The draft law authorizes the Prosecutor General to sign agreements on the establishment of a joint investigation team. Essential changes also concern such a cooperation form as assistance in performance of procedural work. Henceforth Latvia will be able to comply with other states' requests for procedural activities with the help of technical equipment (video- and teleconferences) and will have the opportunity to carry out special investigation procedures, such as control over means of communications, video-surveillance, etc.

The Prosecutor General's Office of the Republic of Latvia is the subject of mutual international assistance in the field of criminal justice. It acts as a moderator through which communication with foreign states is carried out to solve the following questions of pre-trial investigation: mutual assistance in criminal cases; transfer of sentenced persons; money laundering, search, seizure and confiscation of illegal proceeds; extradition and transfer of proceedings in criminal matters.
All the said procedures are regulated in accordance with international conventions and bilateral agreements. The effective Code of Criminal Procedure stipulates that Prosecutor General is the only authorized functionary in the state to take decisions on a person's extradition or transfer of sentenced persons.

In 2000 meeting the demands of growing international cooperation there was established a special Division for International Cooperation in the Prosecutor General's Office. Prosecutors working in the said division specialize in promoting realization of mutual assistance in accordance with principles declared by the European Council and the European Union.
These officers are also responsible for carrying out comparison of the national legislation with the international one as well as promoting harmonization of the former with the EC and EU requirements. They participate in international forums where the above mentioned questions are discussed.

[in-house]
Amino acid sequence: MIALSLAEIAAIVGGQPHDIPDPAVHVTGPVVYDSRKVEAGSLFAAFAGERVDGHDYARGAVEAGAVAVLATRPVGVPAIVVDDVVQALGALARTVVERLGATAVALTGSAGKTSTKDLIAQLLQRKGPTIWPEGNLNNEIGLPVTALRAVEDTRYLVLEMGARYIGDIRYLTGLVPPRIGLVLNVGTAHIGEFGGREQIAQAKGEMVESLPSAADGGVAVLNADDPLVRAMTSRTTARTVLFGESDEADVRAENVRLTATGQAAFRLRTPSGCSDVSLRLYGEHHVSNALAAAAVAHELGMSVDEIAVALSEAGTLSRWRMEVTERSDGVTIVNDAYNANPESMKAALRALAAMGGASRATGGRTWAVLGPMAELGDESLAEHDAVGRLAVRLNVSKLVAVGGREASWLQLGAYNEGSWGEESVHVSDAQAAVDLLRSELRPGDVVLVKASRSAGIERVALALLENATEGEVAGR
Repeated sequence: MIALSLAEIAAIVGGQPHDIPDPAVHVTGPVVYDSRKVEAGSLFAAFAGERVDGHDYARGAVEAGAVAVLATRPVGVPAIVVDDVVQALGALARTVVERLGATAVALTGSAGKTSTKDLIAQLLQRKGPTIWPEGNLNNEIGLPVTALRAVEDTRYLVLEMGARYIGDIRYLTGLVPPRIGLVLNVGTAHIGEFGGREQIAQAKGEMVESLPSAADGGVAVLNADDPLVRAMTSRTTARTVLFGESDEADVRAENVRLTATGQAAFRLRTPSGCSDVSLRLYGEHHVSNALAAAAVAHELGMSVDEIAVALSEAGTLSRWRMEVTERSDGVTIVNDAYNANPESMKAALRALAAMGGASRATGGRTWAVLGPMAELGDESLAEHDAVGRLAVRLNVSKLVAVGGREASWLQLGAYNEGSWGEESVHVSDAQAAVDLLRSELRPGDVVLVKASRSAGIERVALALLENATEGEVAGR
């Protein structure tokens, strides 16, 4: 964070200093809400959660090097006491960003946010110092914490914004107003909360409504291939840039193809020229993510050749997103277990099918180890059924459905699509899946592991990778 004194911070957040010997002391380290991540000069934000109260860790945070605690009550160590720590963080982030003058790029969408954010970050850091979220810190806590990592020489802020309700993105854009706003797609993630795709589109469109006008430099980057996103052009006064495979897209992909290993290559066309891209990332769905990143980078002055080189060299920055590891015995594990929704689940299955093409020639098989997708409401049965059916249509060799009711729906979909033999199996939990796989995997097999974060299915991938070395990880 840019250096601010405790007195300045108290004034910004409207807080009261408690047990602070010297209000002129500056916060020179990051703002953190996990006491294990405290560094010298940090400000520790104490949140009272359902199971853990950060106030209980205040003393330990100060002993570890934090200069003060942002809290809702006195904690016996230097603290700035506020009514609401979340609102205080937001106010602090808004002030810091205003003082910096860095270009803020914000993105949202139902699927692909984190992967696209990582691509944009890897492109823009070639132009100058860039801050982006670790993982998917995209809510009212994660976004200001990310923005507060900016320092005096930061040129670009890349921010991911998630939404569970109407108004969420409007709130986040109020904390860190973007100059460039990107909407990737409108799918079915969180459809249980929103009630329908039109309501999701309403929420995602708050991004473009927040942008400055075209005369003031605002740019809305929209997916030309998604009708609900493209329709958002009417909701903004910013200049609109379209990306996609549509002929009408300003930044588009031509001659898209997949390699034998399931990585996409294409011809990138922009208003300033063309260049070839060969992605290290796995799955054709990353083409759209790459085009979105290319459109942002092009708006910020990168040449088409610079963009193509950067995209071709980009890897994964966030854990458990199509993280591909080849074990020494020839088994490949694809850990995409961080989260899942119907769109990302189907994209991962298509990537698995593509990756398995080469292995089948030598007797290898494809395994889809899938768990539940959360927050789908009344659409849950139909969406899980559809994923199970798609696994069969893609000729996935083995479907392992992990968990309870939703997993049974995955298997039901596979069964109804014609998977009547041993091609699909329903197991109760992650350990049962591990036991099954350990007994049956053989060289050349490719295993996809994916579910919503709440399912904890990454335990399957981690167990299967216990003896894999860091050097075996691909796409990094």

Combating organized crime is hampered by a lot of red tape. Unnecessary outdated regulations slow down the investigation of international criminal cases. Irrespective of the gravity of a crime under investigation the requesting side may wait for a reply from another state for weeks or even months. This is absolutely unacceptable if, for example, there is a need to apprehend dangerous criminals, terrorists or to seize a shipment of smuggled drugs, or to search the premises. There should be created appropriate working conditions, so that prosecutors can promptly take adequate measures carrying out mutual legal assistance. More efforts should be made to simplify exchange of information among prosecutors of European countries enabling an officer who investigates a concrete criminal case to cooperate directly with his/her counterpart or respective agency in a foreign state. This will result in greater efficiency of investigation proceedings and save a lot of money for every country.